By Justin Walker
The Texas Animal Health Commission (TAHC) is monitoring a number of animal health risks as summer weather continues to heat up.
In recent weeks, TAHC has identified numerous issues related to animal health, including heat stress, fever ticks, vesicular stomatitis, anthrax and more.
Rising temperatures, high humidity levels and a lack of wind can be a problem for livestock, as well as farmers and ranchers, Dr. Joe Paschal, a Texas A&M AgriLife Extension livestock specialist, said.
Lying down in the shade is one sign of potential heat stress for cattle, Paschal noted.
“As they become more stressed, they generally will seek out ponds and tanks they can wade into,” he said. “In more advanced stages, you can see them drooling from the mouth and nostrils and at this point, you know you have a serious problem.”
Ranchers should make sure livestock have plenty of cool water to drink, Paschal said. While they may wade through a pond, a clean water source is the best option.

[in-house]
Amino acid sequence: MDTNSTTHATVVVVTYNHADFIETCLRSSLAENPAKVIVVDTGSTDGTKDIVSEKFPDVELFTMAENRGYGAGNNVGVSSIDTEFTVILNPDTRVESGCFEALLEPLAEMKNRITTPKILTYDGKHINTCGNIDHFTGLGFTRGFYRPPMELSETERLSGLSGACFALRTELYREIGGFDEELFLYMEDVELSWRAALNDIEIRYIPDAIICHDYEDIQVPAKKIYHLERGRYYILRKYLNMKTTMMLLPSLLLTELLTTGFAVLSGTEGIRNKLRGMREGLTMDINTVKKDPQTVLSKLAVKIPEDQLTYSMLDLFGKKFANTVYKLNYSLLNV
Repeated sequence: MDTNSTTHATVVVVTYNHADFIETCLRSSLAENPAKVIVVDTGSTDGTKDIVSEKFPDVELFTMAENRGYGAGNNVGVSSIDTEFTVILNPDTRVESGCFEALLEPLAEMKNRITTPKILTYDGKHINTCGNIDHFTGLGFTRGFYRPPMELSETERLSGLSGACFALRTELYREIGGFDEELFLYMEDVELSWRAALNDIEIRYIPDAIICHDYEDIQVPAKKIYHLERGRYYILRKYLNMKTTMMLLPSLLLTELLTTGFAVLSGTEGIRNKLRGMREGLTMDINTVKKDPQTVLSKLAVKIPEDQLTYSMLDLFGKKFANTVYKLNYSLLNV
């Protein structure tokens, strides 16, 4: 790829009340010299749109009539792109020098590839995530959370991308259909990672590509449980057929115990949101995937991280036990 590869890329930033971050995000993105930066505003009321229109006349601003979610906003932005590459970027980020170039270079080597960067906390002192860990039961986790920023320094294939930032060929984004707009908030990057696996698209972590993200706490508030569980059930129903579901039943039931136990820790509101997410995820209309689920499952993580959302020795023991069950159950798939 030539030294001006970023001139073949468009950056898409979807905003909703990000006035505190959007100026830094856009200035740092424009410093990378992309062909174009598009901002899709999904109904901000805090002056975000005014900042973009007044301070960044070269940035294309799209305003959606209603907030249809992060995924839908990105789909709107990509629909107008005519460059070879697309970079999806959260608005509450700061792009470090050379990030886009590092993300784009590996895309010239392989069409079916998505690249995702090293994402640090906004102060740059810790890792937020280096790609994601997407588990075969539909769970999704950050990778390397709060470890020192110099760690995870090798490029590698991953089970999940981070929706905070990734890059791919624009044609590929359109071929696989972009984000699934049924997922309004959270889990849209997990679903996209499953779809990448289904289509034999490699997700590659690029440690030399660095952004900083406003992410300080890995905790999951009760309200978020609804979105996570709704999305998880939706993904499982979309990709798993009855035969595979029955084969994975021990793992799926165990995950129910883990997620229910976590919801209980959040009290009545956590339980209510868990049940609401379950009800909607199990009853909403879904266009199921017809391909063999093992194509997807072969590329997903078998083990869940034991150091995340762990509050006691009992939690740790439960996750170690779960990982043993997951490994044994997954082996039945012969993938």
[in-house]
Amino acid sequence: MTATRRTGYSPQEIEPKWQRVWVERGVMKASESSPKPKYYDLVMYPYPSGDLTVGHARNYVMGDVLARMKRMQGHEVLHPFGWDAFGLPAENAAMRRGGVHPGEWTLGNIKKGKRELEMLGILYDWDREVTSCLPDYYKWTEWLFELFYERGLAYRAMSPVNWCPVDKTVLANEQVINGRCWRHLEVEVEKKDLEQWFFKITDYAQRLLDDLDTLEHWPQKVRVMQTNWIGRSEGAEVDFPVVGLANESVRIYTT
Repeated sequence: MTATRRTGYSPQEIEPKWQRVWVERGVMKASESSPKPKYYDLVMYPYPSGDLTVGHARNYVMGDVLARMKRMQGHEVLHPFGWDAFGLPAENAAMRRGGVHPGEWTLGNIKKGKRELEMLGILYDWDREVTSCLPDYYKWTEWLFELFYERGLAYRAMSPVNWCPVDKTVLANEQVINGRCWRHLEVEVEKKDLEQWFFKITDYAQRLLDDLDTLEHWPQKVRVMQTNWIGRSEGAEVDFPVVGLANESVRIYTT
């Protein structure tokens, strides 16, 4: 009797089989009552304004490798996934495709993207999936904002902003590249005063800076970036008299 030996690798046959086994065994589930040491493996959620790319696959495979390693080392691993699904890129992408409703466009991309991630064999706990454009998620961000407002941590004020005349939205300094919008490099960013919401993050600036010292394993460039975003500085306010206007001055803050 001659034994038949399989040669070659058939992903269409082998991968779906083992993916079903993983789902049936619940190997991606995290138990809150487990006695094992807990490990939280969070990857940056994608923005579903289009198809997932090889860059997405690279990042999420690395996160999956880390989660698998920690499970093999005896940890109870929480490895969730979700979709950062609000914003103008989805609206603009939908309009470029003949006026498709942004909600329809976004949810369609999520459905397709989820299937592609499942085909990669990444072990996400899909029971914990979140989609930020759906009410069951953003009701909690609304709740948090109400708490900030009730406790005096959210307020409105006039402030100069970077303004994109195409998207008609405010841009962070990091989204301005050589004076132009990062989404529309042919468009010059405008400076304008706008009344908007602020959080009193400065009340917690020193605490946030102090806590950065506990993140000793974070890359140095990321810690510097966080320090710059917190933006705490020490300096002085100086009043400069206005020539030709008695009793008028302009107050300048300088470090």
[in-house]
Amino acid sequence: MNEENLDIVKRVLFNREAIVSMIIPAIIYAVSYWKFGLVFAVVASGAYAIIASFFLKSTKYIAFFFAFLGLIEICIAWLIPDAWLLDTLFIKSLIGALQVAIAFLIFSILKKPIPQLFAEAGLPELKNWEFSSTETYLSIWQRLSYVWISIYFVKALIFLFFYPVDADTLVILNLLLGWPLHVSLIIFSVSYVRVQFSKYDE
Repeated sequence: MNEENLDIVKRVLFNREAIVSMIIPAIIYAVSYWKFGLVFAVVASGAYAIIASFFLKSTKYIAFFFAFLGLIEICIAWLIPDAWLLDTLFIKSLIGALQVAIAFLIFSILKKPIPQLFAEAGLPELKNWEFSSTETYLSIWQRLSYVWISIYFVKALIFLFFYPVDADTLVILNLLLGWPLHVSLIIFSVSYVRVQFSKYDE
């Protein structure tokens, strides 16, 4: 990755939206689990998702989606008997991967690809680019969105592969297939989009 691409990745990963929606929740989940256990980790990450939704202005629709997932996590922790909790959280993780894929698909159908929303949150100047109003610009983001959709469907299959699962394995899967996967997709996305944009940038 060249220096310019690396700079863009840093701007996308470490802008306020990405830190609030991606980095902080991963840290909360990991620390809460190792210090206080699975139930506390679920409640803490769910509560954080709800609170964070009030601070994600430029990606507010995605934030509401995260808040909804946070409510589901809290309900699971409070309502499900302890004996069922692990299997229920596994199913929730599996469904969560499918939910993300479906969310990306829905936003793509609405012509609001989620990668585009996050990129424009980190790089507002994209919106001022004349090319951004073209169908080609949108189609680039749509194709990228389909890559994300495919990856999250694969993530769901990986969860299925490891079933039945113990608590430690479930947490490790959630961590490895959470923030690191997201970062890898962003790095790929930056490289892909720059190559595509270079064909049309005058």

Fever ticks remain an area of concern for Texas ranchers. TAHC livestock inspectors reported a case in Webb County in late April during a routine voluntary inspection. The premises where the cattle originated has been placed under quarantine.
Horses in Kinney County were confirmed to have vesicular stomatitis virus (VSV) on June 21. TAHC officials have quarantined the premises where the horses were located. The National Veterinary Services Laboratories confirmed the virus to be of the Indiana serotype (IN).
A second case of VSV-IN in Texas was announced on July 1 in Tom Green County. A third case, this one in New Mexico, was also confirmed by the U.S. Department of Agriculture’s Animal and Plant Health Inspection Service.
A Glasscock County quarter horse was confirmed to have Equine Herpes Myeloencephalopathy (EHM) on April 16 and is the second confirmed case in 2019.
Exotic livestock have also been impacted this year, as TAHC officials confirmed the first case of anthrax in a captive antelope in Uvalde County on June 19.
“The premises is located within the triangular area of Texas where anthrax is historically found in the soil,” Dr. Susan Rollo, state epidemiologist, said. “There is an effective anthrax vaccine available for use in susceptible livestock in high risk areas.”